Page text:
So, here's the thing: I usually start writing these recaps midway through the fourth quarter. That's when the narrative starts forming, when you generally have a good idea of who's going to win and how they'll have done it, and you kind of cross your fingers and hope that the eight-hundred words you've already written aren't rendered moot by the last few minutes, even, an annoying little bit, when it's Penn State trailing, Penn State needing the miracle. Because, damnit, you put in hard work, and you nestled some great little rhetorical flourishes within that game recap, and those words deserve to be read by someone, right?
I've never been so happy to hit "ctrl+a", then "delete".
I'm writing this now as Brendan Gibbons's field goal falls short short of the crossbar, as Penn State kneels the ball to head into overtime. My heart is beating as fast as it has since I tried jogging that one time. I'm a fan of the Mets, and the Jets, and the Islanders, and the Knicks, and of course, these Penn State Nittany Lions, teams either famously snakebit or stuck in decades of futility, more likely to buttfumble than even challenge for competitive relevancy, more known for their collapses than celebrated for their successes. I have been so beat down by so many painful losses, so many soul-crushing defeats, that I have no idea how to react when it's my team making the incredible plays, my team snatching potential victory from the jaws of defeat. We may end up losing this game, but right now, as I try and organize my thoughts into a somewhat readable stream-of-consciousness, I couldn't even care, because those last four plays that took us from Painful Loss to Instant Classic rewarded me, and assuredly you all, too, in a way sports almost never have. Isn't this why we watch? Isn't this why they play? Isn't this the point?
Sam Ficken just missed a field goal. For all his growth this season, for how far he's come, maybe this will be his legacy. Sam Ficken who had his chances to be the hero but ended up the goat. And yet, of course not. Of course this would be the time that a crowd of 107,000 chanting "BLOCK THAT KICK, BLOCK THAT KICK" turns out to be prophetic. Because tonight, if nothing else, has been about the power of fanhood, so even if it weren't the students and the alumni, who, on homecoming, are at the least reminded of and more likely channeling their days as students, who affected Brendan Gibbons, let's all agree to pretend it was.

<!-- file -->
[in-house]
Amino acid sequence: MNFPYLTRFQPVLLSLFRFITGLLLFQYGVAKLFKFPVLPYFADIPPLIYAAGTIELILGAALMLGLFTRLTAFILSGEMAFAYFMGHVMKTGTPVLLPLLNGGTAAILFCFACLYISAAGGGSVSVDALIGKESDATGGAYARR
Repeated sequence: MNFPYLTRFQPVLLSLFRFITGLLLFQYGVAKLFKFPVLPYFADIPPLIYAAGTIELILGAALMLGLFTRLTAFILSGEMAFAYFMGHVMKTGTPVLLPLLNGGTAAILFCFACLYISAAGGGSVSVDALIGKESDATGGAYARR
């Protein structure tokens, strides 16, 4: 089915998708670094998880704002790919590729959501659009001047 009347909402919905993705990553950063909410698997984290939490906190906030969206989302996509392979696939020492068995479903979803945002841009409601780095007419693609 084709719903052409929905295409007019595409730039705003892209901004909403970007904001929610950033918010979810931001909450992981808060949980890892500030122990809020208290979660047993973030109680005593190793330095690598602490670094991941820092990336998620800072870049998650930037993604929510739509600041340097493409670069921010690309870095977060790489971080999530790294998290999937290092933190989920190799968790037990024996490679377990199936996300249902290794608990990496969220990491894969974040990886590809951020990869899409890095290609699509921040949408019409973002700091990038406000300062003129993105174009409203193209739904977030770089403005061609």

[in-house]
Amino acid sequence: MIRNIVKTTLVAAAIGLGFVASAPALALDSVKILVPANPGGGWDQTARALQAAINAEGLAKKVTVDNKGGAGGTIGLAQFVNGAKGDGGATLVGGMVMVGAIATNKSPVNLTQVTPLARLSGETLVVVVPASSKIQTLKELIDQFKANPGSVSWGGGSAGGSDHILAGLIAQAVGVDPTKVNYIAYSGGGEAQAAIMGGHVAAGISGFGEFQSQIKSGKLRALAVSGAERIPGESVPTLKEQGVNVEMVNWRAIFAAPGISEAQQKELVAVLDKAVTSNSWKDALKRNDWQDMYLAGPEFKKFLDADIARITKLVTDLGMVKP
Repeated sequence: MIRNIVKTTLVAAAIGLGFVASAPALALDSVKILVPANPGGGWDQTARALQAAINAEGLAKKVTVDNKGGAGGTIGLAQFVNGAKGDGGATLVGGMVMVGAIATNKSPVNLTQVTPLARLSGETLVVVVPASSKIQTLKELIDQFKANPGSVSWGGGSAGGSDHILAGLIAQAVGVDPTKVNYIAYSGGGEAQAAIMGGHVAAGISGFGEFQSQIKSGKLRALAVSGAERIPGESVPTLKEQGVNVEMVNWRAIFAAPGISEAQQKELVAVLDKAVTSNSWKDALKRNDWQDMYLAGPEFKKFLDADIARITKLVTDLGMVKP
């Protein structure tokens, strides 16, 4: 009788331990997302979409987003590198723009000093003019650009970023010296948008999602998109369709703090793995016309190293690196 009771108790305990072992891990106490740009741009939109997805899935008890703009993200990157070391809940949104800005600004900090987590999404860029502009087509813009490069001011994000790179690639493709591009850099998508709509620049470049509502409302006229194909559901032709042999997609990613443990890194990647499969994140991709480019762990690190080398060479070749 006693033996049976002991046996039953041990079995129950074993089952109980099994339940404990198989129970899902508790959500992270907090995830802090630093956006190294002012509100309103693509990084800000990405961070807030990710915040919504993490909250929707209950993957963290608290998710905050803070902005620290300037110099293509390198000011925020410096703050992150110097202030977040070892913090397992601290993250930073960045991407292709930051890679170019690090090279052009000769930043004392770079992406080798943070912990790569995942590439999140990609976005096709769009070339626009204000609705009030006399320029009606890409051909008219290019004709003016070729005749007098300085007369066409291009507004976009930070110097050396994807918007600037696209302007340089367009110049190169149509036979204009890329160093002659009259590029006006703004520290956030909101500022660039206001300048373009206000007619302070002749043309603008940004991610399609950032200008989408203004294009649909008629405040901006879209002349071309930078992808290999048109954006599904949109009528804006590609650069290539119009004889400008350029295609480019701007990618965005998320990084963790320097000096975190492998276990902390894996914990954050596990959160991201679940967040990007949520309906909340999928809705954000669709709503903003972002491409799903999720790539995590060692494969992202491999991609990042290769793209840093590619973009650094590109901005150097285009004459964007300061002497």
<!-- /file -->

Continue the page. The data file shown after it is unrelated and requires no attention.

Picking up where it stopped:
Of course, the hat trick wouldn't be completed; Brendan Gibbons just opened up the second overtime with a field goal and now, the pressure is back on Hack and, eventually, maybe, on Sam Ficken once again. But 25 yards, an unlimited amount of time, and needing just 3 is easy compared to the magic they pulled off to close regulation, isn't it? Spoiler alert: It is, and to a third overtime we go. In the third overtime, you have to go for two after a touchdown (not that either team has gotten the ball into the end zone in the extra periods yet), but maybe Bill O'Brien should have done that at the end of regulation. Then, win or lose, there wouldn't have been a third OT for Allen Robinson to fumble it, to give Michigan the ball with an absence of pressure, to once again stop the hearts and hang the heads of not just the hundred-thousand plus inside Beaver Stadium, but the millions watching on TV--not just the Penn State fans, but every fan, it seems, every fan who might not have been rooting for the Lions, but who wanted something more climactic, more exciting, less devastating to one of the fanbases who'd already been put through the emotional ringer through almost four hours of ugly, mistake-filled, transcendent, beautiful football. And so, of course, it had to be that way, because every action must have a reaction, every sublime moment deserves its sad, tragic counterpart. And so Brendan Gibbons kicked the field goal, and so Michigan won, and so it went, but not one of us can complain.
It was worth it.
And yet, it wasn't. Not yet. The football gods had a greater plan for this game. It couldn't end with a short field goal from the middle of the field. It couldn't end so predictably, so straightforwardly, so without lack of a twist. And so we play on, and so we play indefinitely, and so we await an ending that this game, for all its terrible splendor, will have deserved. There's a song we Jews sing every Passover. It celebrates how far we've come since we were slaves in Egypt, how, no matter how far we still have to go, we never have any right to complain. "Dayenu," we sing, it would have been enough. We've long since passed that threshold. Overtime football is free football, we're four of them deep, and even if Penn State can't match Brendan Gibbons, dayenu. Even if Bill Belton is stopped on fourth down, dayenu. Who needs a fifth overtime, anyway? We've come this far. Dayenu.
But he wasn't, and so this game went on, long enough for Allen Robinson to drop a would-be game winner, but long enough for Michigan to give Penn State the game on a silver platter, long enough for Bill Belton to run it in and for Beaver Stadium to explode and us all to scream and shout and jump up and pump our firsts in the air, to startle and scare our roommates and our wives and our friends and whoever else was unfortunate enough to stand near a Nittany Lion in heat.
And that, my friends, is what this whole college football thing is all about.